18 December 2015

The UK is the most liberalized country in the EU


If the question is economic growth, the answer is liberalization of the economy. An ever-growing amount of evidence piles up, that opening markets and allowing individual and firms to experiment new products is key to spur development, improve human prosperity, and protect the buying power of salaries. Yet EU member states still prevent markets from working freely, because of several, long-standing barriers to entry and competition. This is what emerges from the recently-released 2015 Index of Liberalization, an annual report from Istituto Bruno Leoni.

The Index of Liberalization covers ten sectors of the economy in 28 EU member states, including motor-fuel retail markets, electricity, natural gas, labor market, postal services, telecommunications, TV broadcasting, air transport, rail transport, and insurance. For each sector, the most liberalized economy is assigned a score equal to 100, while the remaining countries are ranked accordingly. Liberalization is defined through a set of qualitative and quantitative criteria, that measure how newcomers are free to entry, whether entrepreneurial activity is free or ingenuity is constrained by over-regulation, and whether market exit is also free. Sectoral results are then averaged for each country, in order to assess an overall degree of openness of the economy.

According to the 2015 Index of Liberalization, the most liberalized EU member state is the UK, which obtained an overall score of 95%, followed by the Netherlands (79%) and Spain and Sweden (both 77%). The least liberalized countries are Cyprus (49%), Latvia and Croatia (both 56%), and Greece (57%). Other large EU countries stand somehow in the middle: this is the case for France (64%), Italy (67%), and Germany (69%). New accession countries tend to display a lower degree of market openness, albeit Poland provides a major exception as it scores 69%. The Czech Republic and Romania also score relatively well, both at 67%.

Given the way the Index is built – ie each country being scored with respect to the most liberalized one – the Index of Liberalization can be thought of as an indicator of the distance from the frontier: it tells how far is each country from the most advanced economy in the EU, from the point of view of market openness and regulatory quality. Under this respect, the Index is not only a research product that aims at providing a piece of useful information regarding the process of market opening in the European Union. It can also be viewed (and hopefully used) as a policy tool to identify which countries provide the best regulatory practices in each of the surveyed sectors. On the one hand, this makes it easier to spread out information about which institutional settings are performing the best, and helps to understand what is not working in other jurisdictions or under different circumstances. On the other hand, deregulation is consistent with the integration of European markets: hence an EU-wide liberalization policy can contribute to achieve a greater degree of integration without necessarily implying an excessive top-down effort of regulatory harmonization.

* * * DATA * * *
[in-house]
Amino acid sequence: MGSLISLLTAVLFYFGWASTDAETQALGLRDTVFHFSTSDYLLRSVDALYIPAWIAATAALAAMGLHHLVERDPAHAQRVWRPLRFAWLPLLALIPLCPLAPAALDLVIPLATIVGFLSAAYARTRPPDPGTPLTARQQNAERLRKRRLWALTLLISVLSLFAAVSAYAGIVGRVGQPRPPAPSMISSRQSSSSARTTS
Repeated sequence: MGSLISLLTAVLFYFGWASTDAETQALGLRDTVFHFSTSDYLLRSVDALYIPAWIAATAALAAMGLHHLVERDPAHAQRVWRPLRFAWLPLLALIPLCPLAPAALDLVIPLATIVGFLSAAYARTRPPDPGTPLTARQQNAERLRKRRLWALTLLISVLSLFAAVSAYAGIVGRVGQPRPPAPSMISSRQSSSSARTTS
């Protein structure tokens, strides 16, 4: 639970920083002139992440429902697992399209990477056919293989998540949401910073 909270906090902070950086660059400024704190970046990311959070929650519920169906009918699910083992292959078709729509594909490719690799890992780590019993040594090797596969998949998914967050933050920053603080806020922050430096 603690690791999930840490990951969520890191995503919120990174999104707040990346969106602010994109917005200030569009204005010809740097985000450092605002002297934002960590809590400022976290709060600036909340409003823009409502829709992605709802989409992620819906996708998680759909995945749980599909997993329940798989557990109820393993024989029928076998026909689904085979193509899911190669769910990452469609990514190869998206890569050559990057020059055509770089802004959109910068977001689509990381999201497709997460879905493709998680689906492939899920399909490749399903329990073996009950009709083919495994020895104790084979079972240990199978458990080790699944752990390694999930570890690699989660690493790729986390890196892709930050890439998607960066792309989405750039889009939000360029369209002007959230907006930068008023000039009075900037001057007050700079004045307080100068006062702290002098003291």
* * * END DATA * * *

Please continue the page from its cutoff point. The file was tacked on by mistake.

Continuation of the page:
At the same time, the Index of Liberalization suffers from an unavoidable limit: as it looks at the distance from the frontier, it cannot perceive whether the frontier itself moves ahead or backwards. Luckily enough generally speaking the most advanced countries tend to push forward their efforts to liberalize the economy, at least as far as the sectors where they have been most successful are concerned. Yet there are cases where the opposite is happening. For example the UK, which has long been viewed (and still is) a benchmark when it comes to energy markets, has been introducing new regulations that to some extent are taking the decision-making process back to the state. This includes a wide array of regulations, including (but not limited to) retail market regulation, the choice of technologies for the generation of electricity, and subsidies to non-fossil fuels.

To summarize, the Index of Liberalization can provide effective guidance to member states which aim at moving towards the edge, but it does not explicitly indicate how to keep broadening economic freedom in those countries which are relatively free already. However, while not explicit in the scores that are awarded to each member state, such indications are implicit in the methodology by which the Index is made. Regardless whether a country leads or lags behind in Europe, it can still make its market more competitive by removing the residual barriers to entry, or by eliminating unnecessary regulations, or by cancelling the regulatory of fiscal obstacles to innovation (not just technological innovation, but also organizational innovation).

If it wants to go back to sustained rates of growth, the European Union should set its market forces free from regulatory constraints that protect the incumbents and prevent innovation. Much can be done at the EU level but even more should be done at national level, by promoting a better understanding of how important liberalization is and spreading out the success-stories of countries that succeeded in opening their own economy. The Index of Liberalization aims at providing clear information on which steps are to be taken in order to become a more dynamic country. However, information alone does little if political will is absent: the choices of national governments with regard to liberalization will tell whether they are sincere when they praise the benefits of economic growth.

Carlo Stagnaro is fellow of Istituto Bruno Leoni.